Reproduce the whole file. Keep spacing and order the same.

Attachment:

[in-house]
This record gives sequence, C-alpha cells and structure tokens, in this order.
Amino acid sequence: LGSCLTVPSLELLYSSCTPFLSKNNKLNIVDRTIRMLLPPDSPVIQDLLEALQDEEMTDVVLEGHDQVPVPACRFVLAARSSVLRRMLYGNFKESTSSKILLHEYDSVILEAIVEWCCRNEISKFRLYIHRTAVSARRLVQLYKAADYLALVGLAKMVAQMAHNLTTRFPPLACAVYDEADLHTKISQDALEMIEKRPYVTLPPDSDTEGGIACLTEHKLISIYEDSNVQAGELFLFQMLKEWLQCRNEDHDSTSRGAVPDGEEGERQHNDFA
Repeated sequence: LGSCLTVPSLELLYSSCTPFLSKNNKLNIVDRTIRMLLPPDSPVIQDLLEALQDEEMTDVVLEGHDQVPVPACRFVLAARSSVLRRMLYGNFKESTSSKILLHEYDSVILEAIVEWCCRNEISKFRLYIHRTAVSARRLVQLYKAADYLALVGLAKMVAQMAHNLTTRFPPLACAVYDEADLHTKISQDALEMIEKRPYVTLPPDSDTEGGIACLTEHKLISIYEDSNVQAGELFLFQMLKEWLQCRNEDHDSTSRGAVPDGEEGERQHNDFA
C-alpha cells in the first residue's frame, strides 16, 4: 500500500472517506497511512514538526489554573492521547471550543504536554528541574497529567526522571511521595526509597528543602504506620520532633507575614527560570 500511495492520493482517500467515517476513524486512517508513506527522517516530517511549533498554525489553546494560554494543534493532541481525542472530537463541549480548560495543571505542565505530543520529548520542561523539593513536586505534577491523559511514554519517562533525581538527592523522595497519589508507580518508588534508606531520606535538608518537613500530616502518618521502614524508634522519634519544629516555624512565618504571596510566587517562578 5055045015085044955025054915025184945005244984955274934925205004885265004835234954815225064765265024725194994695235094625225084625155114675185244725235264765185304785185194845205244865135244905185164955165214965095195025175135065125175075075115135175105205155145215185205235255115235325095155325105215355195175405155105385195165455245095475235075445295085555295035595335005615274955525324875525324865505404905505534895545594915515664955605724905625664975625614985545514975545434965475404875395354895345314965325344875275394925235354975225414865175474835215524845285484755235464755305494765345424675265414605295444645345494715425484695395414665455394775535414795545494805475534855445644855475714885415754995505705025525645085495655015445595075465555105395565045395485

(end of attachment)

[in-house]
This record gives sequence, C-alpha cells and structure tokens, in this order.
Amino acid sequence: LGSCLTVPSLELLYSSCTPFLSKNNKLNIVDRTIRMLLPPDSPVIQDLLEALQDEEMTDVVLEGHDQVPVPACRFVLAARSSVLRRMLYGNFKESTSSKILLHEYDSVILEAIVEWCCRNEISKFRLYIHRTAVSARRLVQLYKAADYLALVGLAKMVAQMAHNLTTRFPPLACAVYDEADLHTKISQDALEMIEKRPYVTLPPDSDTEGGIACLTEHKLISIYEDSNVQAGELFLFQMLKEWLQCRNEDHDSTSRGAVPDGEEGERQHNDFA
Repeated sequence: LGSCLTVPSLELLYSSCTPFLSKNNKLNIVDRTIRMLLPPDSPVIQDLLEALQDEEMTDVVLEGHDQVPVPACRFVLAARSSVLRRMLYGNFKESTSSKILLHEYDSVILEAIVEWCCRNEISKFRLYIHRTAVSARRLVQLYKAADYLALVGLAKMVAQMAHNLTTRFPPLACAVYDEADLHTKISQDALEMIEKRPYVTLPPDSDTEGGIACLTEHKLISIYEDSNVQAGELFLFQMLKEWLQCRNEDHDSTSRGAVPDGEEGERQHNDFA
C-alpha cells in the first residue's frame, strides 16, 4: 500500500472517506497511512514538526489554573492521547471550543504536554528541574497529567526522571511521595526509597528543602504506620520532633507575614527560570 500511495492520493482517500467515517476513524486512517508513506527522517516530517511549533498554525489553546494560554494543534493532541481525542472530537463541549480548560495543571505542565505530543520529548520542561523539593513536586505534577491523559511514554519517562533525581538527592523522595497519589508507580518508588534508606531520606535538608518537613500530616502518618521502614524508634522519634519544629516555624512565618504571596510566587517562578 5055045015085044955025054915025184945005244984955274934925205004885265004835234954815225064765265024725194994695235094625225084625155114675185244725235264765185304785185194845205244865135244905185164955165214965095195025175135065125175075075115135175105205155145215185205235255115235325095155325105215355195175405155105385195165455245095475235075445295085555295035595335005615274955525324875525324865505404905505534895545594915515664955605724905625664975625614985545514975545434965475404875395354895345314965325344875275394925235354975225414865175474835215524845285484755235464755305494765345424675265414605295444645345494715425484695395414665455394775535414795545494805475534855445644855475714885415754995505705025525645085495655015445595075465555105395565045395485